Sulu clashes

Jolo police charged with murder, planting evidence in soldiers’ slay

Rambo Talabong

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DOJ. The Department of Justice building in Manila.

Rappler file photo

Justice Secretary Menardo Guevarra says he wants the 9 cops arrested

The Department of Justice indicted 9 policemen in Jolo, Sulu, for murder and planting of evidence, over the killing of 4 Philippine Army intelligence operatives in June 2020.

“I understand that the accused police officers have been dismissed from the service, so the court should immediately obtain jurisdiction over their person, lest they be able to flee,” Justice Secretary Menardo Guevarra told reporters in a text message on Monday, January 4.

The development pushes forward a case that has bitterly divided the police and military for months, after they insisted on different versions of the event.

The police claimed that the incident was a “misencounter” and that they mistook the soldiers as Abu Sayyaf members. The military called it an execution and accused the police of a cover-up.

Planting of evidence

The policemen were also charged with planting evidence or Section 38 of Republic Act No. 10591 or the Comprehensive Firearms and Ammunition Regulation Act.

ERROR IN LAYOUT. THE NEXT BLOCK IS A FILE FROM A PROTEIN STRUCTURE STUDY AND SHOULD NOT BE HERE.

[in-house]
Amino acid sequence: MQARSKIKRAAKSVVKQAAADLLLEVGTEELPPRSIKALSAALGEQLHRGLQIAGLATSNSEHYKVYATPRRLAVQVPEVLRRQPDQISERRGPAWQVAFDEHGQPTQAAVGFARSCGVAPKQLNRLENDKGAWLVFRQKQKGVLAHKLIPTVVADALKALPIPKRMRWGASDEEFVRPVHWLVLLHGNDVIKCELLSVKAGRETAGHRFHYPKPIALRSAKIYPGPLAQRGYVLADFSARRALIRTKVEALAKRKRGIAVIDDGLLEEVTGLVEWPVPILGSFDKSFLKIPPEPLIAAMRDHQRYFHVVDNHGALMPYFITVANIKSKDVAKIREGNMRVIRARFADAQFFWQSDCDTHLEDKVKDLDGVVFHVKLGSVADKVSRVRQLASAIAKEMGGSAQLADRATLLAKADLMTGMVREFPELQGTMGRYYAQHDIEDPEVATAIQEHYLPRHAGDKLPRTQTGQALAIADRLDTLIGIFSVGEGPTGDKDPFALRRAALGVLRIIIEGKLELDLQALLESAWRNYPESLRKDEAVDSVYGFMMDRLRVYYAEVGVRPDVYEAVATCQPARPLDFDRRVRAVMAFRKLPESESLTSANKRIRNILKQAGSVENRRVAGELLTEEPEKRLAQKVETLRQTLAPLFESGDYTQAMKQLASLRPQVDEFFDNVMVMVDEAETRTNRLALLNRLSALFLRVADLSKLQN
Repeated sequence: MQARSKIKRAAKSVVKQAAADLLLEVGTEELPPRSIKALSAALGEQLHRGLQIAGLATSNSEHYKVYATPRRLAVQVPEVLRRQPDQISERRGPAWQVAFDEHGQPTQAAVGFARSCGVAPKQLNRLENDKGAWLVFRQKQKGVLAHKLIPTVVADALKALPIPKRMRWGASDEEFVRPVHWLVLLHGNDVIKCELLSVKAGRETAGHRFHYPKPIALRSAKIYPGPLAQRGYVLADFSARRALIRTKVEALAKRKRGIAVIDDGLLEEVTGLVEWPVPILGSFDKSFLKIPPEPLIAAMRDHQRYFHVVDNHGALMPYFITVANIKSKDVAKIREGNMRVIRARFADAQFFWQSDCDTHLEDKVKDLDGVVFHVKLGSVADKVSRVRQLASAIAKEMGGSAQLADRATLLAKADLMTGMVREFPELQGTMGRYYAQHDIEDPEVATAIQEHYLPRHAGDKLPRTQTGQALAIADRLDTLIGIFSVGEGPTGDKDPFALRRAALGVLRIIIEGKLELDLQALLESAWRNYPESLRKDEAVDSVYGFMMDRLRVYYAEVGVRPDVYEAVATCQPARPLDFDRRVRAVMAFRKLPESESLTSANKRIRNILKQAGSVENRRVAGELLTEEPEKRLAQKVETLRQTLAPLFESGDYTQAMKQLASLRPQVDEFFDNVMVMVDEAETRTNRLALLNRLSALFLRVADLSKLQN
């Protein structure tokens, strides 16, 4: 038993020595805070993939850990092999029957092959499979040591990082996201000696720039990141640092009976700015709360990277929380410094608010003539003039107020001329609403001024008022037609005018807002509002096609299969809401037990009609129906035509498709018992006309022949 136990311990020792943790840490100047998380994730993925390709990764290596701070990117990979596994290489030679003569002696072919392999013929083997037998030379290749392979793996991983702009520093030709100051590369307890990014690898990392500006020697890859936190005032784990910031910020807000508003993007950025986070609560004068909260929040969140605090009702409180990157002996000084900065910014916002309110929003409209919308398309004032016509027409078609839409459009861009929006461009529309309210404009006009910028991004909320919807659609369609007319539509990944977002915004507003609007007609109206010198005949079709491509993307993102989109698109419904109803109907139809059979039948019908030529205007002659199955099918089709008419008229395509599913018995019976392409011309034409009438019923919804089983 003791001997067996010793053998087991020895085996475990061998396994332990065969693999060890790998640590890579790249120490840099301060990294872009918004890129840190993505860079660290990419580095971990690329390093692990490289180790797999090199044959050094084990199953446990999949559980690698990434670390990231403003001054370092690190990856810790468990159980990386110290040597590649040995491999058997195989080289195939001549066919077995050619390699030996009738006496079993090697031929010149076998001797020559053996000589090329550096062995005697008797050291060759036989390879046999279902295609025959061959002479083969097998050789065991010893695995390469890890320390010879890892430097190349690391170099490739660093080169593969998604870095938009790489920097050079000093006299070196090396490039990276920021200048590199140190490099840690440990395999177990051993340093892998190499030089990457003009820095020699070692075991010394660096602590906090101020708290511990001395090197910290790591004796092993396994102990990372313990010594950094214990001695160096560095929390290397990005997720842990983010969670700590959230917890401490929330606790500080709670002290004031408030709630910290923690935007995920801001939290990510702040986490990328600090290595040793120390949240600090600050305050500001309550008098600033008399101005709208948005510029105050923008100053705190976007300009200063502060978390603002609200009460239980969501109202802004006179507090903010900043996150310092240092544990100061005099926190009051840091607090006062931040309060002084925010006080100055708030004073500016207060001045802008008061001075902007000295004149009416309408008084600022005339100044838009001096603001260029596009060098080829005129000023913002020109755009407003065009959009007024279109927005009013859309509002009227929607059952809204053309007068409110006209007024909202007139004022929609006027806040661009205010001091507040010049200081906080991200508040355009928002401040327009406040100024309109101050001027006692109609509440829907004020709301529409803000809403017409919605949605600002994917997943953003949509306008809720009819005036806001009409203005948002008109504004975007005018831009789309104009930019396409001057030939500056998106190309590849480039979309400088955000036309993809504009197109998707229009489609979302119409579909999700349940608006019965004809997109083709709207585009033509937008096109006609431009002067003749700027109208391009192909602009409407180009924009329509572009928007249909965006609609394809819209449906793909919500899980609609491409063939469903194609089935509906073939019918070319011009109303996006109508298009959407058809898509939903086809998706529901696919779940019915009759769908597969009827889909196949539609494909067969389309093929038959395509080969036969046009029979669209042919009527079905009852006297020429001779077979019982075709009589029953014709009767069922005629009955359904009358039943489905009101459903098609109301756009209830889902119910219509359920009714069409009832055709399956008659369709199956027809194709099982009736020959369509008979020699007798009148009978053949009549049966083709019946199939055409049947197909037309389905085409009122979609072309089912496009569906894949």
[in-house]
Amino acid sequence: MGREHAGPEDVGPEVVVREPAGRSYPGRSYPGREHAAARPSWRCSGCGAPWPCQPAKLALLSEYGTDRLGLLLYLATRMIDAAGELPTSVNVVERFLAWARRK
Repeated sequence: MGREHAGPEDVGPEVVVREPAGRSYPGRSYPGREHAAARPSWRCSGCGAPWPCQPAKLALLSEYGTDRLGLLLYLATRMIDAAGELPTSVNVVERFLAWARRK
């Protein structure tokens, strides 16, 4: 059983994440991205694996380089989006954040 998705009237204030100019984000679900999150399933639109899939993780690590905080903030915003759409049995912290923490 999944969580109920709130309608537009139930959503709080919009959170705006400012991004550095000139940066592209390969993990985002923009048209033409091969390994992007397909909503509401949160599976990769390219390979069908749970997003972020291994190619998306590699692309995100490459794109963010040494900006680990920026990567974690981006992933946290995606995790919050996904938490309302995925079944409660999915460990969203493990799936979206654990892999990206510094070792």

The police planted a firearm near the left hand of Major Marvin Indammog, the panel said, citing the soldier’s gunpowder test results which turned out negative. Indammog was also right-handed.

Indammog was the leader of the military squad and reportedly tried to de-escalate the situation before he was killed.

What next?

The case now moves to court, which could issue an arrest warrant against the policemen. Murder is a non-bailable offense.

The charges stemmed from the complaint of the National Bureau of Investigation, which gathered testimonies from 10 witnesses, and supported its claims with forensic reports and ballistic examinations.

The 9 policemen were recently dismissed from service. –

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Rambo Talabong

Rambo Talabong covers the House of Representatives and local governments for Rappler. Prior to this, he covered security and crime. He was named Jaime V. Ongpin Fellow in 2019 for his reporting on President Rodrigo Duterte’s war on drugs. In 2021, he was selected as a journalism fellow by the Fellowships at Auschwitz for the Study of Professional Ethics.